Seattle, April 19, 2022—PATH today welcomed a grant of close to US$ 5 million to enable expanded introduction of the RTS,S/AS01 (RTS,S) malaria vaccine through the pilot program currently underway in areas of Ghana, Kenya, and Malawi. The grant would support use of RTS,S in pilot areas that have not yet received the vaccine.
The grant to PATH was recommended by GiveWell, a US-based non-profit, for funding by Open Philanthropy, also based in the United States. The award will provide each pilot country with funds to plan for and implement the expansion of malaria vaccination through the end of 2023, the formal end of the pilot program. The grant also will allow PATH and the World Health Organization (WHO) to provide technical assistance to the countries. The vaccine doses for the expansion into the (currently) non-vaccinating pilot areas are part of GSK’s donation of up to 10 million doses for use in the pilot program.
“This new funding presents an exciting opportunity to rapidly increase the impact of the malaria vaccine by reaching more children in the pilot areas of Ghana, Kenya, and Malawi,” said John Bawa, Team Lead for Vaccine Implementation in Africa at PATH. “This early expansion of the vaccine’s use simply would not be possible without this grant.”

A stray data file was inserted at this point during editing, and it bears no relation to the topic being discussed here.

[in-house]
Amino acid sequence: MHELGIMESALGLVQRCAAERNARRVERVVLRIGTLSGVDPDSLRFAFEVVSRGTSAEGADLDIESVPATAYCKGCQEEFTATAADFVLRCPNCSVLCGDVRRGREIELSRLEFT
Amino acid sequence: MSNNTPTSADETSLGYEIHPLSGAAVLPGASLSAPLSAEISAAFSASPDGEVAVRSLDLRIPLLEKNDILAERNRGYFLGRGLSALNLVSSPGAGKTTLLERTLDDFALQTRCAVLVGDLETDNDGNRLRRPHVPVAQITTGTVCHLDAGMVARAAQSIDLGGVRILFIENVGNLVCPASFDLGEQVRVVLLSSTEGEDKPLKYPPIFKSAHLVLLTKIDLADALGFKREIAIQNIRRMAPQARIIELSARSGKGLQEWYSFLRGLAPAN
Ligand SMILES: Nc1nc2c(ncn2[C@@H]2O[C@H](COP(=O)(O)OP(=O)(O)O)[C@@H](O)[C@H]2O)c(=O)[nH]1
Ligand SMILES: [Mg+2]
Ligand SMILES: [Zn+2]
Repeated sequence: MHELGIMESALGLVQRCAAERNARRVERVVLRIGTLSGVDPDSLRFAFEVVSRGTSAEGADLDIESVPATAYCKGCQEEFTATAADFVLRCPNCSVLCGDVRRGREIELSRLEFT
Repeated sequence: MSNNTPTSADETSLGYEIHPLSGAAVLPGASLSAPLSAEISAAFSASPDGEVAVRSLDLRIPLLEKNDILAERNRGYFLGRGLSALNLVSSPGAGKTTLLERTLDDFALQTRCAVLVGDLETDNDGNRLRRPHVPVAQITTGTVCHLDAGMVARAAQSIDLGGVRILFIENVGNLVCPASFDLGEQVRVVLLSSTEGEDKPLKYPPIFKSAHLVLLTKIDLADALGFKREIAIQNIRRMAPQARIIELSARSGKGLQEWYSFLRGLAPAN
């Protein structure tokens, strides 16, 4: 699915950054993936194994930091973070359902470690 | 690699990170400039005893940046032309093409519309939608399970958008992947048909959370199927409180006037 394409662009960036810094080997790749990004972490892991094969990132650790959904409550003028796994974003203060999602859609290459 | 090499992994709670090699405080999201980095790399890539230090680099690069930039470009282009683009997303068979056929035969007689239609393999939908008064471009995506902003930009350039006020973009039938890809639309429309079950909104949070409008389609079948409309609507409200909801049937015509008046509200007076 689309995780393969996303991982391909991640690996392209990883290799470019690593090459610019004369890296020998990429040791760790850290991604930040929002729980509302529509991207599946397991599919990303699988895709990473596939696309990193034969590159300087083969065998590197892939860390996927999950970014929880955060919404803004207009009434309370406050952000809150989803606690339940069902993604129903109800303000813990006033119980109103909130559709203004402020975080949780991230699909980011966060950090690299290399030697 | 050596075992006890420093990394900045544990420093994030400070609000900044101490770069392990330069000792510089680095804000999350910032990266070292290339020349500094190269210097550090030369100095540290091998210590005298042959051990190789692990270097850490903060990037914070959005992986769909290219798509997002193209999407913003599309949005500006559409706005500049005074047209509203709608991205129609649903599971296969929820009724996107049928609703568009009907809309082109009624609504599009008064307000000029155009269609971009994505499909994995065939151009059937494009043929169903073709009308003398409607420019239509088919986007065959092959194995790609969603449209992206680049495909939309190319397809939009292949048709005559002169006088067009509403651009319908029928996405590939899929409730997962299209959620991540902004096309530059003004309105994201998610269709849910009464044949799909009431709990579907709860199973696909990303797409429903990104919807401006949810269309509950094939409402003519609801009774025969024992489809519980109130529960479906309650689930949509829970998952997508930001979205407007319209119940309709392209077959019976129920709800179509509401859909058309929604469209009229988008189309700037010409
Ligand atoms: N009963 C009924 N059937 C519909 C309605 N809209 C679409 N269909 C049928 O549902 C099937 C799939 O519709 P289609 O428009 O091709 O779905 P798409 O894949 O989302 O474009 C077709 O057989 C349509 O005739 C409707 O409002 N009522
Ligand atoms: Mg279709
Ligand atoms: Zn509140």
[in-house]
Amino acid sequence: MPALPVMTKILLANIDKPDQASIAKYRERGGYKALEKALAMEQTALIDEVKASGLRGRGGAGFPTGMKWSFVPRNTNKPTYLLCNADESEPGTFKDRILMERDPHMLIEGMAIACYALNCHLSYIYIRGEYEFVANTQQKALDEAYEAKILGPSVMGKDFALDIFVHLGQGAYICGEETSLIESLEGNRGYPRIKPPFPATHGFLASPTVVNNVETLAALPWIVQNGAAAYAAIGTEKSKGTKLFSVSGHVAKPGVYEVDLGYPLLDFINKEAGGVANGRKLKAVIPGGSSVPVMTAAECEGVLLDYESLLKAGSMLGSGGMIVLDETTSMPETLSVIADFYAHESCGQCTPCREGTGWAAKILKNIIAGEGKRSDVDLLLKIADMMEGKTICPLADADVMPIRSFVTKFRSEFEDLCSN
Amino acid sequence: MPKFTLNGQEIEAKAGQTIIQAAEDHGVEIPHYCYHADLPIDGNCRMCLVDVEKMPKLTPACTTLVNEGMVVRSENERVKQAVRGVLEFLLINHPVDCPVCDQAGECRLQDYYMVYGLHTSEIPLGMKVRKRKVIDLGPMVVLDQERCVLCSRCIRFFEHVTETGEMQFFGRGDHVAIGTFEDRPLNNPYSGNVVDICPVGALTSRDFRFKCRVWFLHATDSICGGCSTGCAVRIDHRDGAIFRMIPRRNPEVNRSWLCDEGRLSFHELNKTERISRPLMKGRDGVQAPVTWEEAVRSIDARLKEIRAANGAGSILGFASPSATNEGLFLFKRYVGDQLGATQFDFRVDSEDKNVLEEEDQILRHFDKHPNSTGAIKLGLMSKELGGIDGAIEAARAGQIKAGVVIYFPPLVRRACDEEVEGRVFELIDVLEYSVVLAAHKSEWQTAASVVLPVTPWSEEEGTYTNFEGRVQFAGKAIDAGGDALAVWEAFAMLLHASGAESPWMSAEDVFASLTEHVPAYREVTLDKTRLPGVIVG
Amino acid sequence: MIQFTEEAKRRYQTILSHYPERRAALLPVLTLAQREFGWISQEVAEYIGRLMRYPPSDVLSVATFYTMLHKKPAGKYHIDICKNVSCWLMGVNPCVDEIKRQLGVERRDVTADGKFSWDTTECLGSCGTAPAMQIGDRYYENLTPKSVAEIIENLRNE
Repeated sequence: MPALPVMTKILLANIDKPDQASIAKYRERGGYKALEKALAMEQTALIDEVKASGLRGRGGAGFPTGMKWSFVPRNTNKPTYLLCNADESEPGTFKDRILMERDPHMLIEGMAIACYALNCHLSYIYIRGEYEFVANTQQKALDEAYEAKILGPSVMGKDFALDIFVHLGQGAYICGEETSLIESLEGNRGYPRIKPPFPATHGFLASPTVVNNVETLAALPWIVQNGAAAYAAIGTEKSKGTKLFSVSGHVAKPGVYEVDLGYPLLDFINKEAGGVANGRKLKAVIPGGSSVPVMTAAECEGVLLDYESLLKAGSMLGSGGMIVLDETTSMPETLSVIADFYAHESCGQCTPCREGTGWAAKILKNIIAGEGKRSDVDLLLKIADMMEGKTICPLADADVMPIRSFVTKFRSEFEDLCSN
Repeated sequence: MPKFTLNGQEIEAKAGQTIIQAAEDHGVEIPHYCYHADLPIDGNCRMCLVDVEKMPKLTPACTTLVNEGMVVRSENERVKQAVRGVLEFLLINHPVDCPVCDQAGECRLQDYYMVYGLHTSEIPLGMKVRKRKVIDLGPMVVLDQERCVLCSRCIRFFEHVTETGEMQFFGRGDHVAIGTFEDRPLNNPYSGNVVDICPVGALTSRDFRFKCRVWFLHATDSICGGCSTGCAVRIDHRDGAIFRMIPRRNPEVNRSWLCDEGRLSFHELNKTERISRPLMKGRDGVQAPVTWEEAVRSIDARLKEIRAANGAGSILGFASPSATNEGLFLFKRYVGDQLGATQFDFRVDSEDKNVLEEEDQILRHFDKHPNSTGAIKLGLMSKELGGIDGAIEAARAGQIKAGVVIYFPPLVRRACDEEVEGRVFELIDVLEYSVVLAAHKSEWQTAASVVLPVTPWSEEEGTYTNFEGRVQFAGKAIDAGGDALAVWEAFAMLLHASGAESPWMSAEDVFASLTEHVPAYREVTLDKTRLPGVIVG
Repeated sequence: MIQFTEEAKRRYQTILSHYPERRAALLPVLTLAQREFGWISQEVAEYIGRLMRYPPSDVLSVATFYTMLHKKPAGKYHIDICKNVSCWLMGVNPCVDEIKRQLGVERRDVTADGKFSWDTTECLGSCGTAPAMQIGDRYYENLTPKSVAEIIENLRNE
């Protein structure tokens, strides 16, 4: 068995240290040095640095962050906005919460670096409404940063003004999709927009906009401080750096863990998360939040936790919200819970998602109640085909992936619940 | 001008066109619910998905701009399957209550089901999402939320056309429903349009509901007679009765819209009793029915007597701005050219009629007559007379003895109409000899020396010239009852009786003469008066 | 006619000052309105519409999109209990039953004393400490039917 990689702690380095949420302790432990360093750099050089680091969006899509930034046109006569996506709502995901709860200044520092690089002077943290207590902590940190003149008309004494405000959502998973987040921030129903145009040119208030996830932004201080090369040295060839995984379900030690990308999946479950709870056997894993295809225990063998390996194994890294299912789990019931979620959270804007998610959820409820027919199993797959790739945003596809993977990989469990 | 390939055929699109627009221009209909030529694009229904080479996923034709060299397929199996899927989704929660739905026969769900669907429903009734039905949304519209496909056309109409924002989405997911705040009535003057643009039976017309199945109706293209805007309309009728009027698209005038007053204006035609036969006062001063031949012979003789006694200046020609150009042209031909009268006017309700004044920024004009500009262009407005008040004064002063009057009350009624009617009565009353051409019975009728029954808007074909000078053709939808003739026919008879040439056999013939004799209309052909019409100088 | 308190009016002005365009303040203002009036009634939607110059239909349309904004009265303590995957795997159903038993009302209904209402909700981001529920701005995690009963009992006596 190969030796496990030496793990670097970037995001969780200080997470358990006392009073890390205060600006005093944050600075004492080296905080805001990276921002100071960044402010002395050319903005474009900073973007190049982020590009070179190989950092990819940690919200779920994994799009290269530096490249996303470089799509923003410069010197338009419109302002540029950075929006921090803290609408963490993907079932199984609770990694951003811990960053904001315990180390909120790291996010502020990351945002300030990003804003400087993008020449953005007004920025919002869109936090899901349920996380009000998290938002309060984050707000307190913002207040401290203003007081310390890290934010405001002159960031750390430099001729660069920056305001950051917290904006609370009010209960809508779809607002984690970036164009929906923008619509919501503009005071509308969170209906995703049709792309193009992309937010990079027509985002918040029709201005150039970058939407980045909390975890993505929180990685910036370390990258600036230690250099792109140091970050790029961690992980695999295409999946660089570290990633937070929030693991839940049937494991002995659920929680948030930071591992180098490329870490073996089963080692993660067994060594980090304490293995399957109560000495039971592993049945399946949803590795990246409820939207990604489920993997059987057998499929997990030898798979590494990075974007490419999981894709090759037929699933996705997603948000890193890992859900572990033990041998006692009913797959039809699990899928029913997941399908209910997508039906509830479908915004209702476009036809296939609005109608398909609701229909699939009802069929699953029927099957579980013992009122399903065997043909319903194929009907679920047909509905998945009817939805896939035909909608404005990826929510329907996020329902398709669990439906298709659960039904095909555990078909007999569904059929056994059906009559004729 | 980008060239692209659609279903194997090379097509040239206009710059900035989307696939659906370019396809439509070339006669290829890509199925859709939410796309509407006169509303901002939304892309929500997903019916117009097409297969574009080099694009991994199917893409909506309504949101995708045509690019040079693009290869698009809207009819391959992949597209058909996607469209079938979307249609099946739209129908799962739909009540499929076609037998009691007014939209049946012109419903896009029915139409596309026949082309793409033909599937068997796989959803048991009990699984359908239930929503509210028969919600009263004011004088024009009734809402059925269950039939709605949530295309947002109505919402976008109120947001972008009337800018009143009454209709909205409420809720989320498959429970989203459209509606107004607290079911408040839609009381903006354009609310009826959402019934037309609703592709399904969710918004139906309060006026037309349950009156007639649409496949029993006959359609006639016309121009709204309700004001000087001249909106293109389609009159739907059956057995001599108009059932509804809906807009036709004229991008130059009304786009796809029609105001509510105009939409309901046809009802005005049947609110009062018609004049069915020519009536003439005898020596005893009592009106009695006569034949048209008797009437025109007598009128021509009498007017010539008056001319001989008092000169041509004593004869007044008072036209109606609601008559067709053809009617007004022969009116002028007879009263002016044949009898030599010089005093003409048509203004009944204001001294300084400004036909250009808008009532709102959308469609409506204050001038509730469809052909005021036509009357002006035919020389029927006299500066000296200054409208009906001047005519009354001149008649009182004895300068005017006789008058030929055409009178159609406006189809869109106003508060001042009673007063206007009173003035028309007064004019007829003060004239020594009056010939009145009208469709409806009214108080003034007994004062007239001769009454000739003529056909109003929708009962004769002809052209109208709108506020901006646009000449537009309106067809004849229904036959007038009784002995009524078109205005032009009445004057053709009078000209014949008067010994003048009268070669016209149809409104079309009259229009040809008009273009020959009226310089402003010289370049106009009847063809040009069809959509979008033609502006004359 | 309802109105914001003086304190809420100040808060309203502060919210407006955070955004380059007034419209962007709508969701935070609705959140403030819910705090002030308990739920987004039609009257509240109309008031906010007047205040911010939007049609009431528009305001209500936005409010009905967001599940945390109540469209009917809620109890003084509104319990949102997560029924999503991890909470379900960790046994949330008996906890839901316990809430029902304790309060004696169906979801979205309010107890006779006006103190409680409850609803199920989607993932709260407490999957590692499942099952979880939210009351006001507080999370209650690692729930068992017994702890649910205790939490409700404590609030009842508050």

The availability of funds will allow the pilot countries to expand use of the vaccine in the pilot areas if they desire to do so. If the pilot countries decide to expand use of the vaccine in these areas, vaccinations could start before the end of 2022.
The pilot program, known formally as the Malaria Vaccine Implementation Programme (MVIP), was established to support the country-led introduction of RTS,S through routine immunization programs in selected areas of Ghana, Kenya, and Malawi.
Funded by Gavi, the Vaccine Alliance (Gavi), the Global Fund to Fight AIDS, Tuberculosis and Malaria (Global Fund), and Unitaid—and with in-kind contributions from GSK, PATH, and WHO—the program was designed to evaluate the safety, feasibility, and impact of the RTS,S malaria vaccine in routine use. Ministries of Health in the three countries lead implementation of the vaccine; WHO provides overall coordination and technical leadership for the program, in collaboration with the respective Ministries of Health and a range of in-country and international partners, including PATH.
“WHO welcomes this new funding that will ensure more children at risk can benefit from this life-saving vaccine,” said Mary Hamel, MD, WHO Team Lead for Malaria Vaccines and the WHO Lead for the MVIP. “Malaria remains a major cause of child deaths in Africa, and the malaria vaccine has shown it can substantially reduce life-threatening severe malaria and child deaths. However, the vaccine can only reach its full potential if it reaches children who need it. We greatly appreciate that GiveWell recognized this opportunity and is investing in the vaccine’s broader use.”